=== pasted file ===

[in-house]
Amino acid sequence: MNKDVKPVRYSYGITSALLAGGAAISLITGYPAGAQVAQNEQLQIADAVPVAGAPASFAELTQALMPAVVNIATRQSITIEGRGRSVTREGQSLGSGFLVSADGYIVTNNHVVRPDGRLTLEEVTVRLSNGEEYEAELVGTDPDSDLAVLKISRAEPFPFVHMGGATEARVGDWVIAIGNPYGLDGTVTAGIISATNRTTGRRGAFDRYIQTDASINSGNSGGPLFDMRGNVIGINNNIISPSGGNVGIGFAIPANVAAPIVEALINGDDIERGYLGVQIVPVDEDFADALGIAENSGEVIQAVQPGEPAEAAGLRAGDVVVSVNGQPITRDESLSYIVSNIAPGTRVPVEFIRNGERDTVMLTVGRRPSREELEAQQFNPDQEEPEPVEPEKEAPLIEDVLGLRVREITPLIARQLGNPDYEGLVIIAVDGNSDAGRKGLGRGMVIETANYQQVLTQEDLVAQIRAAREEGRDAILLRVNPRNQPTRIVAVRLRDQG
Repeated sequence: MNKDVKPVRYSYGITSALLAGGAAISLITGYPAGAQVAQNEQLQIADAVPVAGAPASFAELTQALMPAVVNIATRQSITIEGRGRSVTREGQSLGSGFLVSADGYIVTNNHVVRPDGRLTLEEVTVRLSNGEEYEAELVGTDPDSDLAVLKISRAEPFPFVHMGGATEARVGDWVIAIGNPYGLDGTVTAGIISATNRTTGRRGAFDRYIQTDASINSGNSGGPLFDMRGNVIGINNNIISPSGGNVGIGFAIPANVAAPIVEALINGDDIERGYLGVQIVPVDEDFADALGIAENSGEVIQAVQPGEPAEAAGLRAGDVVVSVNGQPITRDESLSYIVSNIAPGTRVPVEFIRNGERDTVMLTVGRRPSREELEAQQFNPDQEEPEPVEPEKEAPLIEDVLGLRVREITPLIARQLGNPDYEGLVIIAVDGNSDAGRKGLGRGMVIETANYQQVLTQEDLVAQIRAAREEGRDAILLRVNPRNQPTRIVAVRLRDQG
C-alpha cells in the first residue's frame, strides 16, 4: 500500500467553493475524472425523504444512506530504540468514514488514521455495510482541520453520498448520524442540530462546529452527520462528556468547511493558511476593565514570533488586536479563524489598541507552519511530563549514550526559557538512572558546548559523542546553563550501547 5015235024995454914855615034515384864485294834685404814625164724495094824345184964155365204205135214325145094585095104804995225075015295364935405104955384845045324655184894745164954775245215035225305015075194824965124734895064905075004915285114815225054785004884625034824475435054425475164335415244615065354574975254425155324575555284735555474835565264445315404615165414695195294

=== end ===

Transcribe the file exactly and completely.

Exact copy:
[in-house]
Amino acid sequence: MNKDVKPVRYSYGITSALLAGGAAISLITGYPAGAQVAQNEQLQIADAVPVAGAPASFAELTQALMPAVVNIATRQSITIEGRGRSVTREGQSLGSGFLVSADGYIVTNNHVVRPDGRLTLEEVTVRLSNGEEYEAELVGTDPDSDLAVLKISRAEPFPFVHMGGATEARVGDWVIAIGNPYGLDGTVTAGIISATNRTTGRRGAFDRYIQTDASINSGNSGGPLFDMRGNVIGINNNIISPSGGNVGIGFAIPANVAAPIVEALINGDDIERGYLGVQIVPVDEDFADALGIAENSGEVIQAVQPGEPAEAAGLRAGDVVVSVNGQPITRDESLSYIVSNIAPGTRVPVEFIRNGERDTVMLTVGRRPSREELEAQQFNPDQEEPEPVEPEKEAPLIEDVLGLRVREITPLIARQLGNPDYEGLVIIAVDGNSDAGRKGLGRGMVIETANYQQVLTQEDLVAQIRAAREEGRDAILLRVNPRNQPTRIVAVRLRDQG
Repeated sequence: MNKDVKPVRYSYGITSALLAGGAAISLITGYPAGAQVAQNEQLQIADAVPVAGAPASFAELTQALMPAVVNIATRQSITIEGRGRSVTREGQSLGSGFLVSADGYIVTNNHVVRPDGRLTLEEVTVRLSNGEEYEAELVGTDPDSDLAVLKISRAEPFPFVHMGGATEARVGDWVIAIGNPYGLDGTVTAGIISATNRTTGRRGAFDRYIQTDASINSGNSGGPLFDMRGNVIGINNNIISPSGGNVGIGFAIPANVAAPIVEALINGDDIERGYLGVQIVPVDEDFADALGIAENSGEVIQAVQPGEPAEAAGLRAGDVVVSVNGQPITRDESLSYIVSNIAPGTRVPVEFIRNGERDTVMLTVGRRPSREELEAQQFNPDQEEPEPVEPEKEAPLIEDVLGLRVREITPLIARQLGNPDYEGLVIIAVDGNSDAGRKGLGRGMVIETANYQQVLTQEDLVAQIRAAREEGRDAILLRVNPRNQPTRIVAVRLRDQG
C-alpha cells in the first residue's frame, strides 16, 4: 500500500467553493475524472425523504444512506530504540468514514488514521455495510482541520453520498448520524442540530462546529452527520462528556468547511493558511476593565514570533488586536479563524489598541507552519511530563549514550526559557538512572558546548559523542546553563550501547 5015235024995454914855615034515384864485294834685404814625164724495094824345184964155365204205135214325145094585095104804995225075015295364935405104955384845045324655184894745164954775245215035225305015075194824965124734895064905075004915285114815225054785004884625034824475435054425475164335415244615065354574975254425155324575555284735555474835565264445315404615165414695195294